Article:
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What the BoE's interest rate rise means for you and your money πŸ“ˆ

The Bank of England has raised the base interest rates from 0.5% to 0.75% today. Find out what this means for you and your money from the Revolut Blog.

The base rate, also known as the bank rate, is a key interest rate set by the Bank of England. It is generally used as a reference point for banks and financial institutions to work out how much interest they pay savers and charge borrowers.

Why did the BoE raise the interest rates? πŸ€”

While there are a number of factors that go into this decision, the main driver for the Bank of England to hike interest rates has to do with keeping the rising cost of living - otherwise known as inflation - under control.

The decision comes as a result of a strengthening economy, better employment prospects, increased consumer spending and the possibility of wage rises.

Generally speaking, a rise in the base rate is perceived as a positive change for the economy, although as with everything in the world, there will be both winners and losers.

Who are the winners and who are the losers? πŸ€·πŸ»β€β™€οΈ

Like we've said before, a rate rise usually benefits savers but hurts borrowers. This happens because the base rate set by the BoE is used by many financial institutions to work out interest rates paid to savers and charged to borrowers.

To this end, any form of debt - be it from credit cards, mortgages or loans - could see a slight increase in the interest charged to the borrowers.

This is particularly important to people who have purchased a property through a standard variable-rate mortgage - because the interest you pay back varies over time, there will most likely be a slight increase in your payments. Whilst most lenders follow the base rate, they are set by each individual lender, so it's worth checking with them what the changes will be and when they'll come into effect.

To put things in perspective, for an average outstanding balance of around Β£100,000 payable over a period of 20 years, the current base rate could see a Β£150 rise in the cost of repayments over a year.

Fixed-rate mortgages (of which 70% of all UK mortgages are) might not be affected in the short term since these type of loans will have their interest rates locked for a period of 2 to 3 years, on average. However, as soon as the period is up, borrowers should expect to see an increase to reflect today's interest rate hike.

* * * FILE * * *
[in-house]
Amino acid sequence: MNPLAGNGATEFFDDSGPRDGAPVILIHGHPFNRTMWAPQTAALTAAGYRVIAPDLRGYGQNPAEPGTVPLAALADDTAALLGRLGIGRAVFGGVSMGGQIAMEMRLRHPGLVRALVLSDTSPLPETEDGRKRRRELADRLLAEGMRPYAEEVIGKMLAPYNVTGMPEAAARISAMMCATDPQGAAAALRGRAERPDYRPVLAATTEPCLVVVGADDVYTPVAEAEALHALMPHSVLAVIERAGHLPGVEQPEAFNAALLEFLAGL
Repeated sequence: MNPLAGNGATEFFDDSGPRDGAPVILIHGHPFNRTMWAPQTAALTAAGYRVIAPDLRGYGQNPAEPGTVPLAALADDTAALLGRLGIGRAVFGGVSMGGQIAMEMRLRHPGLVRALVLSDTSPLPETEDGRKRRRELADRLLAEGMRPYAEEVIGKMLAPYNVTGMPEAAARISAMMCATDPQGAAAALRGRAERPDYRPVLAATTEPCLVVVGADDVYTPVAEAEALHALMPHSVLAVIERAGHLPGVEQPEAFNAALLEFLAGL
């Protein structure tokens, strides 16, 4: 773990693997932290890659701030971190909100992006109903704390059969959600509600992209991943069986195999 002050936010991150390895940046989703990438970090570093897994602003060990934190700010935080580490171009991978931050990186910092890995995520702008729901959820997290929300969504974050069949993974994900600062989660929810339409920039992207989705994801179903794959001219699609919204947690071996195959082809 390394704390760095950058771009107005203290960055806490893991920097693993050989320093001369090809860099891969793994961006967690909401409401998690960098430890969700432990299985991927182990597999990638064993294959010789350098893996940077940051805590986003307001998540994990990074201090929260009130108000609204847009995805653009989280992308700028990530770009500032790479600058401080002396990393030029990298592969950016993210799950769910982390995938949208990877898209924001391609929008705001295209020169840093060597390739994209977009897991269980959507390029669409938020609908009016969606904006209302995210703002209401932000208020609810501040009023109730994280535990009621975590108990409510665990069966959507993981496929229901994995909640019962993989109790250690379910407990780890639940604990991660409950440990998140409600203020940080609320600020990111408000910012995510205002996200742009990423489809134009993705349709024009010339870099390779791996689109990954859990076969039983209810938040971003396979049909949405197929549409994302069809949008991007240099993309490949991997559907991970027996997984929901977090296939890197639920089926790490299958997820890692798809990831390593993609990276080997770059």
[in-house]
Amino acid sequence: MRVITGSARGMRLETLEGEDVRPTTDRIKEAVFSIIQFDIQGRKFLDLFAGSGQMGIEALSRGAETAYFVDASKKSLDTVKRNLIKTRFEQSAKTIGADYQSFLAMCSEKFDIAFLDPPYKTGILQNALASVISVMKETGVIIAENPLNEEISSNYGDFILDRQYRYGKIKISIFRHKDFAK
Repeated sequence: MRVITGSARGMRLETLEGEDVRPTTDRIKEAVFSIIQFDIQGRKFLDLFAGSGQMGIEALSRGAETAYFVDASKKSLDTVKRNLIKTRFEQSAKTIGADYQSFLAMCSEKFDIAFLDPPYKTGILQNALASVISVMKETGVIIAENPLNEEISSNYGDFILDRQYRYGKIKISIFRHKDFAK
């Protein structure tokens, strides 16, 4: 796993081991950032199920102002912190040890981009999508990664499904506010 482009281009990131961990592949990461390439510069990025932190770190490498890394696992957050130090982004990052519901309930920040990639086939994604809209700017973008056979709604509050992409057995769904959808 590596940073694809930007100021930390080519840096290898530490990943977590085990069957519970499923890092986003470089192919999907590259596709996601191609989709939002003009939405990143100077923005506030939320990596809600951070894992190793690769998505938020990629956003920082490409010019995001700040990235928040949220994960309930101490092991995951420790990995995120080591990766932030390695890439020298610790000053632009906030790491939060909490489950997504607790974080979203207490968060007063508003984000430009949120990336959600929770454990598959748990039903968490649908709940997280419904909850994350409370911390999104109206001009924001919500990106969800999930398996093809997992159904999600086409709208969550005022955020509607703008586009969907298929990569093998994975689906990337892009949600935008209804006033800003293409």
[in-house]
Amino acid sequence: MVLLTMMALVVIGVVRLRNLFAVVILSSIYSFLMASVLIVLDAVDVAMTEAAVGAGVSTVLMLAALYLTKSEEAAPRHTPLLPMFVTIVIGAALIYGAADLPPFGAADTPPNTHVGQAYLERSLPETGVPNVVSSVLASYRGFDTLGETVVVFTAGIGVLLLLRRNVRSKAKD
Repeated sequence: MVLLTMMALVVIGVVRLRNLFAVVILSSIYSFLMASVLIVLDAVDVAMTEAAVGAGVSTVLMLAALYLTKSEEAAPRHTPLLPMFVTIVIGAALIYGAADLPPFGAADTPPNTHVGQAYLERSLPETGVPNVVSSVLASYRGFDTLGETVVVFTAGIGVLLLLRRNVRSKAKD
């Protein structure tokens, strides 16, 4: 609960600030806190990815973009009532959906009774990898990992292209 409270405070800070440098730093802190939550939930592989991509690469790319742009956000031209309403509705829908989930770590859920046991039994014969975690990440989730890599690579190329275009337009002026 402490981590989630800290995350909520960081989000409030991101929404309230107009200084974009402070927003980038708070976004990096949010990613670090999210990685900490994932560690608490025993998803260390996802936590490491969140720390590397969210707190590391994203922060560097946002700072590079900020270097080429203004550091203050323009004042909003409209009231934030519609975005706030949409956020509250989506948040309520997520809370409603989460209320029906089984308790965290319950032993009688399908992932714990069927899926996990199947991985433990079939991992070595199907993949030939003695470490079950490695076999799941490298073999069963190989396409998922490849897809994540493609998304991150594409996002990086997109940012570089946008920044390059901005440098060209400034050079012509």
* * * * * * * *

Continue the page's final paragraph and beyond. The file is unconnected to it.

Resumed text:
Tracker mortgages will definitely go up by the same amount as the base rate, but this isn't neccessarily an immediate hike in price. If you have this type of mortgage contact your lender to ask when they plan on making the change.

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There's light at the end of the tunnel πŸ’‘

It's not all bad news - savers should welcome the BoE's announcement since the interest paid on savings accounts should go up (at least in theory).

In reality, this depends mainly on your bank or building society's internal policies and, more recently, around half of all savings accounts held in the UK did not increase their interest payouts after the BoE's last rate hike in November. Take the opportunity to shop around and make sure you're getting the best rate possible - and if you're not, don't be afraid to make a switch.

Despite all this, it's worth noting that the base rate was only at a record low because of the economic crash back in 2008 and even with this rise, the rates are still considerably low compared to the extrodinarily high-rates that were seen since the 80's.

Mortgage providers are starting to make affirmitive decisions about what they're going to do and when changes will be passed on to you, the borrower, so check with your lender as to how much your repayments will be going forwards.

Does the rate hike affect my Revolut account? πŸ“²

In short, no, and the reason is simple - since Revolut does not charge or offer interest, the rate hike will not affect your account.

'But what about the credit feature Revolut is working on' you might ask?... Well, rest assured, keen borrower - our credit team have confirmed that today's hike will not impact the cost of our soon-to-be released line of credit products:

"The interest rate rise is a strong signal of the Bank of England’s confidence in the economy, the fact that Bank of England is willing to use it tools to tackle risks of inflation is a strong positive signal. We don’t expect the rate rise to impact the features and costs of the credit products on our roadmap, our focus throughout our product development has been on delivering innovative products at competitive prices."
Cassy Raby - Revolut Credit Underwriter


While Governor Mark Carney has been suggesting for some time that rates would rise modestly, the implications on your bank balance may come as a bit of a surprise - good or bad. As always, politics and monetary policy go hand in hand - so when the final Brexit deal comes to fruition all bets are off - all we can do is watch and wait.

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